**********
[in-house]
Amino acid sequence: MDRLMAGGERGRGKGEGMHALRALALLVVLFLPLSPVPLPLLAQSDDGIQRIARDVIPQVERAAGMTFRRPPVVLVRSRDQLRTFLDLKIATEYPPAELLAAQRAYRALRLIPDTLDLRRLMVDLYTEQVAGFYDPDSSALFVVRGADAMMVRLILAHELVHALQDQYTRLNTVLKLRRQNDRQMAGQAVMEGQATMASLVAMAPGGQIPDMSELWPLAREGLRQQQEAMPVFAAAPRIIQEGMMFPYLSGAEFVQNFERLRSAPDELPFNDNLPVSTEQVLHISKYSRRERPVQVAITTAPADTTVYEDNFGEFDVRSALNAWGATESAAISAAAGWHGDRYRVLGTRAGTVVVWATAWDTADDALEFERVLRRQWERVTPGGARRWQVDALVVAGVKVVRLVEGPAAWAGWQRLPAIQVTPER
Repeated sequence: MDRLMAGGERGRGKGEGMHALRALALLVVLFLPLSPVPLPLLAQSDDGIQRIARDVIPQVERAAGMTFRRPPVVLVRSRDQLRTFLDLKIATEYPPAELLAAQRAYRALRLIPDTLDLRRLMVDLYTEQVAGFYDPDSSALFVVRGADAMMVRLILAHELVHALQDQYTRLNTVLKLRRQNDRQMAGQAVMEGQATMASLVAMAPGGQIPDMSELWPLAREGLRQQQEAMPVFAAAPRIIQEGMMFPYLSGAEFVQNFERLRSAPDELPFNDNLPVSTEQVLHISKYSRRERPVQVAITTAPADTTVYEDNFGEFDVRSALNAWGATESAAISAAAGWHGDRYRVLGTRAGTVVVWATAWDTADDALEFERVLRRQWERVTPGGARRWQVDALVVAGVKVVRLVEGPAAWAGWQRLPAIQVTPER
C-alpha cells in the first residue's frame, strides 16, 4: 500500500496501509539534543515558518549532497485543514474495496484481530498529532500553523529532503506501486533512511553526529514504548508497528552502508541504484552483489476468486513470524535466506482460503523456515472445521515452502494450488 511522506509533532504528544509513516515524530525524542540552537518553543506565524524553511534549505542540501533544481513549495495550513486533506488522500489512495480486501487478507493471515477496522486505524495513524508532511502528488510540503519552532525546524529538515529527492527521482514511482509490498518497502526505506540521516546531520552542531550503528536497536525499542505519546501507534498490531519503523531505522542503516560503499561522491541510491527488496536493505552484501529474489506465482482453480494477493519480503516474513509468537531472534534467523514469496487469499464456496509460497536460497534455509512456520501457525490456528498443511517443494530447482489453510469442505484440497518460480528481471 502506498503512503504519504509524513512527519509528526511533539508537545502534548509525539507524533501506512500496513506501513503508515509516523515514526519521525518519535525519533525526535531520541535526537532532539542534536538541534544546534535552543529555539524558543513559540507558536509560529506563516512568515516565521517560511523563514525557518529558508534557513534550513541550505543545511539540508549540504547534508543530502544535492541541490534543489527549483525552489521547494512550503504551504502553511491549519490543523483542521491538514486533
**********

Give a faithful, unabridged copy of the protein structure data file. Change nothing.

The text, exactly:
[in-house]
Amino acid sequence: MDRLMAGGERGRGKGEGMHALRALALLVVLFLPLSPVPLPLLAQSDDGIQRIARDVIPQVERAAGMTFRRPPVVLVRSRDQLRTFLDLKIATEYPPAELLAAQRAYRALRLIPDTLDLRRLMVDLYTEQVAGFYDPDSSALFVVRGADAMMVRLILAHELVHALQDQYTRLNTVLKLRRQNDRQMAGQAVMEGQATMASLVAMAPGGQIPDMSELWPLAREGLRQQQEAMPVFAAAPRIIQEGMMFPYLSGAEFVQNFERLRSAPDELPFNDNLPVSTEQVLHISKYSRRERPVQVAITTAPADTTVYEDNFGEFDVRSALNAWGATESAAISAAAGWHGDRYRVLGTRAGTVVVWATAWDTADDALEFERVLRRQWERVTPGGARRWQVDALVVAGVKVVRLVEGPAAWAGWQRLPAIQVTPER
Repeated sequence: MDRLMAGGERGRGKGEGMHALRALALLVVLFLPLSPVPLPLLAQSDDGIQRIARDVIPQVERAAGMTFRRPPVVLVRSRDQLRTFLDLKIATEYPPAELLAAQRAYRALRLIPDTLDLRRLMVDLYTEQVAGFYDPDSSALFVVRGADAMMVRLILAHELVHALQDQYTRLNTVLKLRRQNDRQMAGQAVMEGQATMASLVAMAPGGQIPDMSELWPLAREGLRQQQEAMPVFAAAPRIIQEGMMFPYLSGAEFVQNFERLRSAPDELPFNDNLPVSTEQVLHISKYSRRERPVQVAITTAPADTTVYEDNFGEFDVRSALNAWGATESAAISAAAGWHGDRYRVLGTRAGTVVVWATAWDTADDALEFERVLRRQWERVTPGGARRWQVDALVVAGVKVVRLVEGPAAWAGWQRLPAIQVTPER
C-alpha cells in the first residue's frame, strides 16, 4: 500500500496501509539534543515558518549532497485543514474495496484481530498529532500553523529532503506501486533512511553526529514504548508497528552502508541504484552483489476468486513470524535466506482460503523456515472445521515452502494450488 511522506509533532504528544509513516515524530525524542540552537518553543506565524524553511534549505542540501533544481513549495495550513486533506488522500489512495480486501487478507493471515477496522486505524495513524508532511502528488510540503519552532525546524529538515529527492527521482514511482509490498518497502526505506540521516546531520552542531550503528536497536525499542505519546501507534498490531519503523531505522542503516560503499561522491541510491527488496536493505552484501529474489506465482482453480494477493519480503516474513509468537531472534534467523514469496487469499464456496509460497536460497534455509512456520501457525490456528498443511517443494530447482489453510469442505484440497518460480528481471 502506498503512503504519504509524513512527519509528526511533539508537545502534548509525539507524533501506512500496513506501513503508515509516523515514526519521525518519535525519533525526535531520541535526537532532539542534536538541534544546534535552543529555539524558543513559540507558536509560529506563516512568515516565521517560511523563514525557518529558508534557513534550513541550505543545511539540508549540504547534508543530502544535492541541490534543489527549483525552489521547494512550503504551504502553511491549519490543523483542521491538514486533